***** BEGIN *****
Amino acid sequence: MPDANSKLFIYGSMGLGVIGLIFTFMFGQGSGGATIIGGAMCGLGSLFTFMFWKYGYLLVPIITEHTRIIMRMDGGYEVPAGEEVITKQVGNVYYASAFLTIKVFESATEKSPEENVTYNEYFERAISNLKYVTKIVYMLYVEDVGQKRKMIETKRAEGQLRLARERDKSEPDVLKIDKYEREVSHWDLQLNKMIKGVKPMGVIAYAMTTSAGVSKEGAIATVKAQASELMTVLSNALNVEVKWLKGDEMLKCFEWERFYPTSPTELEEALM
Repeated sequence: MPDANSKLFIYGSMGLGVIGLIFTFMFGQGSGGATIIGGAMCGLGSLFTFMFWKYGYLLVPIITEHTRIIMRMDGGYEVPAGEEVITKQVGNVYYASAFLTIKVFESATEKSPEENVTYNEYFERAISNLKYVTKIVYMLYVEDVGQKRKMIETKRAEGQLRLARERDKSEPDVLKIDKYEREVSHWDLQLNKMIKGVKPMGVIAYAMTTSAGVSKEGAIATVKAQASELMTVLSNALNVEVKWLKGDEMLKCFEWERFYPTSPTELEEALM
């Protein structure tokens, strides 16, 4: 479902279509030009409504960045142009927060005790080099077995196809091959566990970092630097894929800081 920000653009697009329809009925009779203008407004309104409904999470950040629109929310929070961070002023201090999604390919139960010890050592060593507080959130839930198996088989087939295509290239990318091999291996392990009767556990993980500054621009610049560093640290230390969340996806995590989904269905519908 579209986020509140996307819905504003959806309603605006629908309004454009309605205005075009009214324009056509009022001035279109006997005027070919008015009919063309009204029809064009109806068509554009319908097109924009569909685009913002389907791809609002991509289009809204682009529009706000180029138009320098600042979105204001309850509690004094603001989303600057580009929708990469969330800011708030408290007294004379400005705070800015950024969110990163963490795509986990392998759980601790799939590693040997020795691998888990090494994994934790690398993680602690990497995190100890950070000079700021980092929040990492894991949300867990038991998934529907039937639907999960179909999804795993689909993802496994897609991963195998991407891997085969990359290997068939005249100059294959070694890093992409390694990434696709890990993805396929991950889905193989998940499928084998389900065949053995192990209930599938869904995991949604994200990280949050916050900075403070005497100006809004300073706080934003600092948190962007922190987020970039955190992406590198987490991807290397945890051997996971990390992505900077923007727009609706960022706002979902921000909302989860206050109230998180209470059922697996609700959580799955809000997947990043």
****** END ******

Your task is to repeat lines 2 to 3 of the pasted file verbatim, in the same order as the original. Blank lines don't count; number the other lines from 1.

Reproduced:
Repeated sequence: MPDANSKLFIYGSMGLGVIGLIFTFMFGQGSGGATIIGGAMCGLGSLFTFMFWKYGYLLVPIITEHTRIIMRMDGGYEVPAGEEVITKQVGNVYYASAFLTIKVFESATEKSPEENVTYNEYFERAISNLKYVTKIVYMLYVEDVGQKRKMIETKRAEGQLRLARERDKSEPDVLKIDKYEREVSHWDLQLNKMIKGVKPMGVIAYAMTTSAGVSKEGAIATVKAQASELMTVLSNALNVEVKWLKGDEMLKCFEWERFYPTSPTELEEALM
């Protein structure tokens, strides 16, 4: 479902279509030009409504960045142009927060005790080099077995196809091959566990970092630097894929800081 920000653009697009329809009925009779203008407004309104409904999470950040629109929310929070961070002023201090999604390919139960010890050592060593507080959130839930198996088989087939295509290239990318091999291996392990009767556990993980500054621009610049560093640290230390969340996806995590989904269905519908 579209986020509140996307819905504003959806309603605006629908309004454009309605205005075009009214324009056509009022001035279109006997005027070919008015009919063309009204029809064009109806068509554009319908097109924009569909685009913002389907791809609002991509289009809204682009529009706000180029138009320098600042979105204001309850509690004094603001989303600057580009929708990469969330800011708030408290007294004379400005705070800015950024969110990163963490795509986990392998759980601790799939590693040997020795691998888990090494994994934790690398993680602690990497995190100890950070000079700021980092929040990492894991949300867990038991998934529907039937639907999960179909999804795993689909993802496994897609991963195998991407891997085969990359290997068939005249100059294959070694890093992409390694990434696709890990993805396929991950889905193989998940499928084998389900065949053995192990209930599938869904995991949604994200990280949050916050900075403070005497100006809004300073706080934003600092948190962007922190987020970039955190992406590198987490991807290397945890051997996971990390992505900077923007727009609706960022706002979902921000909302989860206050109230998180209470059922697996609700959580799955809000997947990043």